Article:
For too long, people in Sullivan County have been fighting with themselves, acting as if they’re two different sets of people, Clark said.
“We’re not and we have to overcome that,” he told the Times-News on Friday. “Rather than try to pit ourselves against each other, we ought to be trying to pull ourselves together.”
Clark, a former Kingsport alderman, plans to run for the top job in Sullivan County. He recently picked up a petition to run in the Republican primary for mayor. If he wins, he will face off against any other challengers in the Aug. 2 general election.
Clark is a West Point graduate, retired U.S. Army lieutenant colonel and former Kingsport alderman, who served one term (1999-2003). He developed Sheridan Square in the Meadowview community and has for years written a column for the Times-News.
“Sometimes people think I’m critical, but I’m this community’s biggest supporter,” Clark said. “I don’t work for a big corporation. I work every day and my livelihood is entirely dependent on the success of our community, and it matters very greatly that we are successful.”
The primary thing that has to happen is for Sullivan County to create economic opportunity, which Clark calls the first-order condition. Without economic opportunity, the cities and counties do not have the resources to do the other things, like quality of life projects.
With revamped education in Sullivan County and technical training programs in the works, Clark said the region has real potential to set itself up for the future.
“We are who we are. We have limitations, capabilities and great human resources. But we need to be realistic about who we are and who we can become,” Clark said. “We shouldn’t try to be an alternate version of somebody else. We need to be the best version of us we can be, and that requires us to be honest with ourselves of what we can truly be.”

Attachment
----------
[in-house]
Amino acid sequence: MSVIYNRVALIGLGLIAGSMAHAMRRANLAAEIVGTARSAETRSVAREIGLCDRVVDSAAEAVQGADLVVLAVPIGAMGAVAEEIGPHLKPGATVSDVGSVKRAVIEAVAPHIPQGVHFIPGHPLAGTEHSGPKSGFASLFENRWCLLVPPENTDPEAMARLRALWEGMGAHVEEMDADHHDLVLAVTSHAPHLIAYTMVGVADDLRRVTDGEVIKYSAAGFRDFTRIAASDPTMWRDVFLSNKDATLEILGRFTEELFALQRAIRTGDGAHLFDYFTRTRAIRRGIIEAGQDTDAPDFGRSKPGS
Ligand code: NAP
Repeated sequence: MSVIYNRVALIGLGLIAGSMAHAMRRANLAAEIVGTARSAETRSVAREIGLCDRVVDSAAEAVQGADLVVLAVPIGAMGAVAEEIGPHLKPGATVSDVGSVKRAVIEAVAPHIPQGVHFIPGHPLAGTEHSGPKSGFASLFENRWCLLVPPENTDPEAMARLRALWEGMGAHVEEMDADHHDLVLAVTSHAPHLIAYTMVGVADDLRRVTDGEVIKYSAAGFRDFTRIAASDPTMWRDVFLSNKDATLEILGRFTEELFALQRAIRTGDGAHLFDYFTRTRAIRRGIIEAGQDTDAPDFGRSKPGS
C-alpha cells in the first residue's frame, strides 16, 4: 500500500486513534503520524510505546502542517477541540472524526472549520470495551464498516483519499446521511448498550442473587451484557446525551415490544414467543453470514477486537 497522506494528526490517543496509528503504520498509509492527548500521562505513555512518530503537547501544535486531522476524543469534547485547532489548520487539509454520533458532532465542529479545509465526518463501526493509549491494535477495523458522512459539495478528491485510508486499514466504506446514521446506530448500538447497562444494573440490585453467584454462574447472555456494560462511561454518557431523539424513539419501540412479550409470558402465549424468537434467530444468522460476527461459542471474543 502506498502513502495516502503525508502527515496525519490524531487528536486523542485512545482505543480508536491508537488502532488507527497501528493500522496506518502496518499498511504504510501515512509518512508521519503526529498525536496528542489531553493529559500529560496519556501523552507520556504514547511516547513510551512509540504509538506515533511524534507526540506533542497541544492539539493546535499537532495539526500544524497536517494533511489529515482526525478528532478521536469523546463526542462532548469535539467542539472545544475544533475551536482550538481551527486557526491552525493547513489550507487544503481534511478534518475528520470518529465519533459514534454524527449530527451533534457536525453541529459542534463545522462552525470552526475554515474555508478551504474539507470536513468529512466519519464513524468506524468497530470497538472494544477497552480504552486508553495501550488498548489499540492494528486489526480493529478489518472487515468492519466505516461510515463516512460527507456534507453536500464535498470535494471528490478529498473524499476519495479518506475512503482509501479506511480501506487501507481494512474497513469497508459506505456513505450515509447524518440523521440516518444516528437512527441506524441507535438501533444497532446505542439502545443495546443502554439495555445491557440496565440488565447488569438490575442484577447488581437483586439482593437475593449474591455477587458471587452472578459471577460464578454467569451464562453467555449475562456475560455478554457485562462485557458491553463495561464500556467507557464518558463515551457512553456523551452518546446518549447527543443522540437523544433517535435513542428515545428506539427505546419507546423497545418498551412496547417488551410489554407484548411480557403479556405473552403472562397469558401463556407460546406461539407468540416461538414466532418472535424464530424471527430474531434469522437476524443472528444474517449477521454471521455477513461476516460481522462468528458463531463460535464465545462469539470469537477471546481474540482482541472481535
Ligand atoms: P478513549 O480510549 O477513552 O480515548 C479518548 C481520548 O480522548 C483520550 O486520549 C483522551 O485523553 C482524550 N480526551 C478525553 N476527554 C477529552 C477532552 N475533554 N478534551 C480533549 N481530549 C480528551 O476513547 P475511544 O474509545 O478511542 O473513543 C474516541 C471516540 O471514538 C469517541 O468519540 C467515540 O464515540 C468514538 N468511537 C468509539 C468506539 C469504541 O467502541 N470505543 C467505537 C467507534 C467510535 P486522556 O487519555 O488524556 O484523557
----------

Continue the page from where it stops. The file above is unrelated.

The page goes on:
About a decade ago, Kingsport undertook a major annexation initiative, bringing in hundreds of acres and thousands of residents in the Rock Springs and Colonial Heights communities. Not everyone who was annexed was pleased about the move.
Clark, who lives just outside the city limits in the Sullivan Gardens community, said some of the policies the cities have taken on, such as annexation, have hurt the county in significant ways.
“We need to try and overcome that and work cooperatively rather than treating it as if it’s a zero sum game,” Clark said. “The reality is, if we do not grow, then everything is a zero sum game. If one person wins, then another person may lose something. I don’t think that’s how we should be operating.”
Clark said he wants everybody in this community to believe that the lives of their children will be better than their lives.
“I think we’ve lost that and that’s what we need to regain. And I think we can,” Clark said, noting that he wants to have an impact on Sullivan County.
“I’m now in a position where I believe that the time is right to work for the people and not just for my own businesses,” Clark said. “I think this is the way to have the biggest impact, and it’s something that I have the skills, the qualification and leadership abilities to be able to do that.”